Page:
The Ideal Chromatography Data System for a Regulated Laboratory, Part III: Essential Chromatographic Functions for Electronic Ways of Working

December 1, 2015
R.D. McDowall
R.D. McDowall

R.D. McDowall is principal of McDowall Consulting and director of R.D. McDowall Limited, and "Questions of Quality" column editor for LCGC Europe, Spectroscopy's sister magazine.

Chris Burgess

LCGC North America

LCGC North America, LCGC North America-12-01-2015, Volume 33, Issue 12
Pages: 914–917

In the first two parts of this series we have looked at where and how a CDS fitted into a regulated laboratory and the overall requirements for the architecture of a future system. In this part we focus on new electronic ways of working for chromatographic analysis.

In the first two parts of this series we looked at where and how a chromatography data system (CDS) fits into a regulated laboratory and the overall requirements for the architecture of a future system. In this part, we focus on new electronic ways of working for chromatographic analysis.



In the first article in this series (1), we looked at the role of the laboratory and discussed the concept of the analytical factory together with the controllable and uncontrolled factors influencing the analytical process. In addition, we looked at the requirements for ensuring data integrity throughout the analytical process. We began the second installment (2) by defining the overall system architecture for a compliant chromatography data system (CDS) in a regulated laboratory in more detail. Here we describe the electronic processes and workflows that the future CDS should be capable of to improve efficiency and effectiveness.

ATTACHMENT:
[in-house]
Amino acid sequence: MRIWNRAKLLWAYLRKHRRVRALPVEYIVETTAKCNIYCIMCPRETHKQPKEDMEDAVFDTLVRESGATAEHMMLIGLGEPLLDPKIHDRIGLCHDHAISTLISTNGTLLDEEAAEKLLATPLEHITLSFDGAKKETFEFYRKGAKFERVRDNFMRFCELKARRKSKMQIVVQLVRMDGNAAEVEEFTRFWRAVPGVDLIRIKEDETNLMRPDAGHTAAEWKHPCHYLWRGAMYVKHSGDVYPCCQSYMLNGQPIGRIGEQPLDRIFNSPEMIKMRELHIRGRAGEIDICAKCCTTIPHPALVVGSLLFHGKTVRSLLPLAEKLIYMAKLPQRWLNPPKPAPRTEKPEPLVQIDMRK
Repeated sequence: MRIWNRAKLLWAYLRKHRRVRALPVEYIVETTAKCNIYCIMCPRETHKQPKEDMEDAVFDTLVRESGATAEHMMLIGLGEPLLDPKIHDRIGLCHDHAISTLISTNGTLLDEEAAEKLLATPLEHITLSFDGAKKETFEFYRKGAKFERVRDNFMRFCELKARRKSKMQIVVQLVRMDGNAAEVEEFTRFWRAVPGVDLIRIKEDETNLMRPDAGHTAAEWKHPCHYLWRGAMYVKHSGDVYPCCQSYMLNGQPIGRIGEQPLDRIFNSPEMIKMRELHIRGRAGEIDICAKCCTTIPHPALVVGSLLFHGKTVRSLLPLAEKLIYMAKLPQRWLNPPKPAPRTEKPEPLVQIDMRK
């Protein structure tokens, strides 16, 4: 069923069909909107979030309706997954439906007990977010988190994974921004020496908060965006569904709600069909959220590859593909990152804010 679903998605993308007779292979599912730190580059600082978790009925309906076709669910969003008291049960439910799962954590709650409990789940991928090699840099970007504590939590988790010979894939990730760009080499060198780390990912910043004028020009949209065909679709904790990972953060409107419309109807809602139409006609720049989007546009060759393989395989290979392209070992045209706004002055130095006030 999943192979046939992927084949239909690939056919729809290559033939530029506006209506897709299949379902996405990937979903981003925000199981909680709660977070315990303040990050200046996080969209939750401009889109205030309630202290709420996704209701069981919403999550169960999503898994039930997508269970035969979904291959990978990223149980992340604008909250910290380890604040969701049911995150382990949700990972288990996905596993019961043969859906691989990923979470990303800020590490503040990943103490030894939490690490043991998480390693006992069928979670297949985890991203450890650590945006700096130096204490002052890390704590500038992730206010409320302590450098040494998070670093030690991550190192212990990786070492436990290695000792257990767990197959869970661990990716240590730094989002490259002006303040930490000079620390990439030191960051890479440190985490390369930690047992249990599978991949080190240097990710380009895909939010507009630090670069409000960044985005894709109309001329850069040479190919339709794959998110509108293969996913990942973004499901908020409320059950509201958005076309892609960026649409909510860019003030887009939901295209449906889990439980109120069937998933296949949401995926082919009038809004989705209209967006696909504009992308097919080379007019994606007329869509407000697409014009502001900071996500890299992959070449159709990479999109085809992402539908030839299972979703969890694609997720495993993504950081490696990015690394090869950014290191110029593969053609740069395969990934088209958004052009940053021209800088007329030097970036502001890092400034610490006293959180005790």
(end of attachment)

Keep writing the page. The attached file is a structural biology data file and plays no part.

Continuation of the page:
Where Are We Now?

Basic chromatography functions that are already present include instrument control, data acquisition, integration, calculations, and reporting electronic signatures. Indeed there have been publications on how to implement and validate electronic ways of working including electronic signatures using a CDS (3,4) that are now 10 years old. However, when you look in detail at the workflow that has been implemented it focuses on chromatographic analysis only. Furthermore, control of an analytical procedure is either on (no changes permitted) or off (any changes permitted). There needs to be a more rational approach to changes based on the validation of the procedure.

Where Do We Need and Want to Go?

There are still areas where there are significant manual inputs to the chromatographic process-for example, sample information, sample weights, instrument log books, and column log books require manual input. In addition, method development and validation are typically outside the scope of an electronic process. However, we also want to go further and examine what the current regulations require of analytical laboratories from the perspective of trends in regulations (5,6).

Table I lists five new functions that we consider essential to a next-generation CDS working in a regulated laboratory. These are intended to go in parallel with the current functions that enable the main chromatographic process to work electronically. In addition we need to consider the development of an analytical procedure and its validation and operational use. We discuss each of those areas in more detail below.

Requirement 1: Method Development Function